A nonprofit aligned with Gov. Eric Greitens wants Missouri conservatives to send a message to Sen. Rob Schaaf.
Literally, A New Missouri, Inc., is asking people to call the state senator and ask him to "stop siding with the liberals" by gumming up the works of the state Senate.
Making it easier for voters to reach the St. Joseph Republican, who is serving his second Senate term, A New Missouri published Schaaf's cellphone number on its website.
"Politician Rob Schaaf is siding with liberals in the Senate against conservatives," a page on A New Missouri's website reads. "He is attempting to shut down all conservative action in the Senate because of personal political games that he is playing along with the liberals."
A similar message was sent out via Twitter on Thursday, and the nonprofit appears to have paid to boost the tweet's audience.
Schaaf expressed his disapproval in a statement: "I'm saddened that the governor lacks the courage to confront me directly but instead relies on his dark money donors to impugn my stand for liberty and the downtrodden and against corruption."
The practice of publishing personally identifiable information on the internet is known as "doxxing," a derivative of the word "document." The practice has been used more as internet access has spread and has been a method of revenge.
A New Missouri was formed to advocate for the policies and actions of Greitens. Because it's a nonprofit, A New Missouri is not required to disclose its donors, unlike Greitens' campaign committee. Spokespeople and staff for Greitens have said the governor's office, his campaign and the nonprofit act separately of each other.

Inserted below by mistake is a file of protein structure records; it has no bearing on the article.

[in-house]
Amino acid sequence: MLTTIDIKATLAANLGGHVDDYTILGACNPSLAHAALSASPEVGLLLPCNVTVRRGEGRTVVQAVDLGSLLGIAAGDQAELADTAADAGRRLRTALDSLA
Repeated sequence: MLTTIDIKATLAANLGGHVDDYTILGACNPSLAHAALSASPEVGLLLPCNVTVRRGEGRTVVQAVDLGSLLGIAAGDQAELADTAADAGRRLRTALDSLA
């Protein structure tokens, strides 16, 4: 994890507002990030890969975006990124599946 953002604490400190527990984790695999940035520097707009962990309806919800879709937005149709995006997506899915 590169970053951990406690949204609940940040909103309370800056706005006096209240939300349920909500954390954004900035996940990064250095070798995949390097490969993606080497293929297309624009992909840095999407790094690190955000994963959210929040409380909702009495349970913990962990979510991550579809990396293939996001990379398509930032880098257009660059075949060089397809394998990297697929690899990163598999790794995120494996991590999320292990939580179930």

Official spokesman Parker Briden denied that Greitens approved the decision to publish Schaaf's phone number.
Asked for comment, senior adviser Austin Chambers reiterated the message on the website and did not say when or why Schaaf's actions merited publishing the senator's cellphone number.
Frustrated with the passage of a prescription drug monitoring program and the expansion of managed care — as well as with the governor's acceptance of undisclosed contributions, or "dark money" — Schaaf has held the floor for extended periods of time this session. Previously, he had filibustered prescription monitoring on the grounds that it diminishes personal privacy, though he backed off his opposition this year.
Thursday, Schaaf used a parliamentary procedure on a bill to implement a Blue Alert system and spent almost an hour reading from a book called "Influence: The Psychology of Persuasion." Schaaf's reading selection came from early passages in the book that referenced the fundraising tactics of Hare Krishna followers and the Jonestown Massacre.
Sen. Jay Wasson, R-Nixa, told the News-Leader on Thursday he was unsure of Schaaf's motivation. "Best I can tell, he's just trying to train-wreck the place."
Other senators on both sides of the aisle have filibustered or threatened to do so on issues ranging from REAL ID to the now-scrapped repeal of a tax credit used by elderly renters. As a result, the Republican-dominated Senate has not been moving as smoothly as many had predicted.